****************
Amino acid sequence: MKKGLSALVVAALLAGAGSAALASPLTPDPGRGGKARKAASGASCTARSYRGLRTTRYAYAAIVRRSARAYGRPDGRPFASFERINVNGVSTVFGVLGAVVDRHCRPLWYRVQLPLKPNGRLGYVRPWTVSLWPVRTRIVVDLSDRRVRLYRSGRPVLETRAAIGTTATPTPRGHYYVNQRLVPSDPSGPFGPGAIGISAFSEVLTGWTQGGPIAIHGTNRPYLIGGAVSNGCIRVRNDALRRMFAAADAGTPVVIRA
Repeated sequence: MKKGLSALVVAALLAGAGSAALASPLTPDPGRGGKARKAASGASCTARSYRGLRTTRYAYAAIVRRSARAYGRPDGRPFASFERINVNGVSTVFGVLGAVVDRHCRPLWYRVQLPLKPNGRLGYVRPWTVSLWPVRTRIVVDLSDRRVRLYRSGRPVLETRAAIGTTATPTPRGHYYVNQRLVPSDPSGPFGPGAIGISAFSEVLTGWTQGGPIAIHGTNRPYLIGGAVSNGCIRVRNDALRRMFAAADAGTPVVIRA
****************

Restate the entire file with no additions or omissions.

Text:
Amino acid sequence: MKKGLSALVVAALLAGAGSAALASPLTPDPGRGGKARKAASGASCTARSYRGLRTTRYAYAAIVRRSARAYGRPDGRPFASFERINVNGVSTVFGVLGAVVDRHCRPLWYRVQLPLKPNGRLGYVRPWTVSLWPVRTRIVVDLSDRRVRLYRSGRPVLETRAAIGTTATPTPRGHYYVNQRLVPSDPSGPFGPGAIGISAFSEVLTGWTQGGPIAIHGTNRPYLIGGAVSNGCIRVRNDALRRMFAAADAGTPVVIRA
Repeated sequence: MKKGLSALVVAALLAGAGSAALASPLTPDPGRGGKARKAASGASCTARSYRGLRTTRYAYAAIVRRSARAYGRPDGRPFASFERINVNGVSTVFGVLGAVVDRHCRPLWYRVQLPLKPNGRLGYVRPWTVSLWPVRTRIVVDLSDRRVRLYRSGRPVLETRAAIGTTATPTPRGHYYVNQRLVPSDPSGPFGPGAIGISAFSEVLTGWTQGGPIAIHGTNRPYLIGGAVSNGCIRVRNDALRRMFAAADAGTPVVIRA